COSMOS-Mind Study Shows Promise for Multivitamins in Cognition

CRN and CHPA discuss the promising findings.

Brain Health, Cognition

Washington, D.C.—The ancillary study of the Cocoa Supplement and Multivitamin Outcomes Study for the Mind (COSMOS-Mind) study, conducted by the Wake Forest University School of Medicine in collaboration with Brigham and Women’s Hospital, has been published in Alzheimer’s & Dementia: The Journal of the Alzheimer’s Association. The research reveals statistically significant improvement on global cognition in participants who took a multivitamin over the course of the long-term clinical trial.

A Look at the COSMOS-Mind Study

Andrea Wong, Ph.D., Senior Vice President, Scientific and Regulatory Affairs of the Council for Responsible Nutrition (CRN), outlined the research. Key points:

  • COSMOS-Mind was funded by the National Institute on Aging of the National Institutes of Health. It was an ancillary study to the COSMOS trial led by Brigham and Women’s Hospital that randomized 21,442 men and women across the U.S.
  • The study investigated whether taking a daily cocoa extract supplement or a daily multivitamin-mineral supplement reduces the risk of developing heart disease, stroke, cancer, and other health outcomes.
  • Participants using a multivitamin, relative to placebo, experienced a statistically significant benefit on global cognition. This effect was most pronounced in those with a history of cardiovascular disease.
  • Multivitamin-mineral benefits were also observed for memory and executive function.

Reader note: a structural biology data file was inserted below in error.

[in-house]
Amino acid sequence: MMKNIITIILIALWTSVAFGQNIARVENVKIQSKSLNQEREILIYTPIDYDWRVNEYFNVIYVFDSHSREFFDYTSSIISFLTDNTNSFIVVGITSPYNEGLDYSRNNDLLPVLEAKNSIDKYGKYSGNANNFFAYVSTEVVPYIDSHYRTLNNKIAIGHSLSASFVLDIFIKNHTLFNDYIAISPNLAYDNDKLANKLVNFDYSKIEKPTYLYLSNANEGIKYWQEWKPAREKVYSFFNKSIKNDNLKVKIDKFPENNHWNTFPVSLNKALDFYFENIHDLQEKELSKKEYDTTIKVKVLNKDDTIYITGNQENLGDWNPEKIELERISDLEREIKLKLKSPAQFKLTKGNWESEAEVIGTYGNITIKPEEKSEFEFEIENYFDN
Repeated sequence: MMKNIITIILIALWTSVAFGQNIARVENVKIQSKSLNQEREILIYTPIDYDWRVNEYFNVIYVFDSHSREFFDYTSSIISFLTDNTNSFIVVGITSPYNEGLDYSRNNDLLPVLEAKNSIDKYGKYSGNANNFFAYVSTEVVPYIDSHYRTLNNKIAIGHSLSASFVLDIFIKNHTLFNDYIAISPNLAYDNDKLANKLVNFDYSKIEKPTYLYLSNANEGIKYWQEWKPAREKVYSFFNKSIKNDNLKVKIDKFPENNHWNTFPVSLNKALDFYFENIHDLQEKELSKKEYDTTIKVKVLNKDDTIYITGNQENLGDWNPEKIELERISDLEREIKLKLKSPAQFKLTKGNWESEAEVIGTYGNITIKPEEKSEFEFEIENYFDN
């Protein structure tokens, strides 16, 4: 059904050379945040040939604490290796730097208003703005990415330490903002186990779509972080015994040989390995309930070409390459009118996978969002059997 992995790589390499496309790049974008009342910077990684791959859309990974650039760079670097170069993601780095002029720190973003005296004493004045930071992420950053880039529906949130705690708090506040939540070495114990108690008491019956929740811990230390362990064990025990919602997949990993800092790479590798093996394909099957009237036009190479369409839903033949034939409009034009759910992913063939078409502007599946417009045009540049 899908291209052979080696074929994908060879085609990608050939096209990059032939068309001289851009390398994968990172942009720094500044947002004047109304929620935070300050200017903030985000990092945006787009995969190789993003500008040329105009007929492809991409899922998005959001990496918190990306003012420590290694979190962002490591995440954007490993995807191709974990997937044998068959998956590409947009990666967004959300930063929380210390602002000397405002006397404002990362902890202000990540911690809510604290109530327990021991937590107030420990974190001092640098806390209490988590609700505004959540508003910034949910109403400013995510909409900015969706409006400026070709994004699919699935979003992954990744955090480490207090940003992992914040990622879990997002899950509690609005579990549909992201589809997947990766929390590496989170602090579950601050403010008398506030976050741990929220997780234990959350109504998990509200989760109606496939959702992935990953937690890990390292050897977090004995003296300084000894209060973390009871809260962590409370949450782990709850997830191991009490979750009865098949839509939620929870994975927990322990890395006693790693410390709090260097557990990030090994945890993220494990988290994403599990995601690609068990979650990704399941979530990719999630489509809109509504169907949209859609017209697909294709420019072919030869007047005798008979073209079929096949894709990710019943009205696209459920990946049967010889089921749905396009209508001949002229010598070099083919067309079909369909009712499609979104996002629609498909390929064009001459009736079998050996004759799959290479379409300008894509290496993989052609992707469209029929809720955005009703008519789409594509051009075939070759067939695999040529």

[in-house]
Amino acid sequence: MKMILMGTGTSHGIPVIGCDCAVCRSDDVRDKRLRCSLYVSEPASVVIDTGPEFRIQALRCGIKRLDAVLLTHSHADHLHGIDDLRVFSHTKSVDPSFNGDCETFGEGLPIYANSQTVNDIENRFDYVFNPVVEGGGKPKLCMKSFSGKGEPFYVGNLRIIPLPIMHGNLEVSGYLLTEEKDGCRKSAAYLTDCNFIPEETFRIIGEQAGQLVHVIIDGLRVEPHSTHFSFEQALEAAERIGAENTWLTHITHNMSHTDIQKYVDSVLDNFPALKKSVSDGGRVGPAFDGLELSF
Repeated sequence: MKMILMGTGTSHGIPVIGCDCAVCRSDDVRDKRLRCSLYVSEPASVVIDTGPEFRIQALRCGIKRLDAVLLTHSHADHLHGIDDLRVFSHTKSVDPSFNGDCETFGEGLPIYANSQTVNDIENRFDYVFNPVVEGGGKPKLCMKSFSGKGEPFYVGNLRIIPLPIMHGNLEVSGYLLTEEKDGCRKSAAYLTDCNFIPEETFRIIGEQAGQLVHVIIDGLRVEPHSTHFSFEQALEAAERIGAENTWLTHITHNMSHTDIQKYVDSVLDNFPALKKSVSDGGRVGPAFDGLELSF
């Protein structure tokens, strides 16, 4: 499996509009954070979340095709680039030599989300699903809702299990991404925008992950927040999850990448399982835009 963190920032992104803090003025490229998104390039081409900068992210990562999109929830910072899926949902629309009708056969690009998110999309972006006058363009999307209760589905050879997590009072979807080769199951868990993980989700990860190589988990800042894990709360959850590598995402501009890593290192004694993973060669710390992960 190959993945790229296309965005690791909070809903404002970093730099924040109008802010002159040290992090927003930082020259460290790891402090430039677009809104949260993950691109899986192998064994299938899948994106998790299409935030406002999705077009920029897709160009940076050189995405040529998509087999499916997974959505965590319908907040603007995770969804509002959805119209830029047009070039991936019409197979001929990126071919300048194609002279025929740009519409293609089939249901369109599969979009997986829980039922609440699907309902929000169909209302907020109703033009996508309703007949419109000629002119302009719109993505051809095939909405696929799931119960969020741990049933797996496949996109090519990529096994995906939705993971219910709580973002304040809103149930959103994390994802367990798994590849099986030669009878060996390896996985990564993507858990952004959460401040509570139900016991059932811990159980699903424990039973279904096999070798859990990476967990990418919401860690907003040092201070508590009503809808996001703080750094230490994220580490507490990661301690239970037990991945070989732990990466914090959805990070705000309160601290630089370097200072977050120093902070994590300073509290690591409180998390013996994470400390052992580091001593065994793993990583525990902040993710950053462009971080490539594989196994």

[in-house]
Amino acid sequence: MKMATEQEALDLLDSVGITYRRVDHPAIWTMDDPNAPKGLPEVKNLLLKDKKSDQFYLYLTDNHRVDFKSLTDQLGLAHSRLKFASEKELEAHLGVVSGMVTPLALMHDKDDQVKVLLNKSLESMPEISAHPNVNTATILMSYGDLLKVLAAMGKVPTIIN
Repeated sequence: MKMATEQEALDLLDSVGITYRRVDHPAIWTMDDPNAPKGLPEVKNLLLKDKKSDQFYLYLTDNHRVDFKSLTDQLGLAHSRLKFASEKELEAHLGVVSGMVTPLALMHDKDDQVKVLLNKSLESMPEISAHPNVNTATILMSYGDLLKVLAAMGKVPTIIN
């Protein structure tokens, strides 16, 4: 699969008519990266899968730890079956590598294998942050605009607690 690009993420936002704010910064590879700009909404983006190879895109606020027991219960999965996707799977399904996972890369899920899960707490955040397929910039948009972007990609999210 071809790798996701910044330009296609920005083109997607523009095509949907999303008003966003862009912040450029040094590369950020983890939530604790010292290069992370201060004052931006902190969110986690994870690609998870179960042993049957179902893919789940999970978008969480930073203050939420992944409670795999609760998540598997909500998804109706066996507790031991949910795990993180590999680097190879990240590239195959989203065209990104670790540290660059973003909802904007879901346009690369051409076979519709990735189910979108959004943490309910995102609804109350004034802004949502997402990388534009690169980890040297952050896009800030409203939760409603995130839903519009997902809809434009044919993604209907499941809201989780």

• In COSMOS-Mind, researchers tested whether daily administration of cocoa extract versus placebo and a multivitamin-mineral versus placebo improved cognition in older adults. More than 2,200 participants, ages 65 and older, enrolled and were followed for three years. Participants completed tests over the telephone at baseline and annually to evaluate memory and other cognitive abilities.

CRN, CHPA Weigh in on Cognitive Benefits

“This study adds to the body of evidence showing promise for various roles of multivitamins in health,” said Dr. Wong. “Research has already established that multivitamins can help to fill nutrient gaps. Beyond this, the Physicians’ Health Study II, a large-scale clinical trial, showed an 8% reduction in overall cancer risk in older male physicians who took a daily multivitamin as well as a significant decrease in cataract risk. The COSMOS-Mind study provides evidence that daily multivitamin consumption may benefit cognitive function in older men and women. With further research, the full potential for multivitamins in protecting and enhancing health could be realized.”

Duffy MacKay, Consumer Healthcare Products Association (CHPA) Senior Vice President of Dietary Supplements, also commented on the findings. “The promising results of this clinical trial—showing improved global cognition, episodic memory, and executive function in older adults after three years of daily multivitamin-mineral use—provides first-time evidence that dietary supplementation can be effective in helping older consumers protect and improve cognition.”

Related: Health Care Cost Savings from the Targeted Use of Dietary Supplements 2022–2030
Supplements for a Serene Mood & Restful Sleep

MacKay noted that while there is no proven prevention or treatment for cognitive decline, “we know that science grows in increments, and this study is one step toward reinforcing the beneficial role of a safe, accessible, and affordable dietary supplement that can be used to optimize health through self-care.”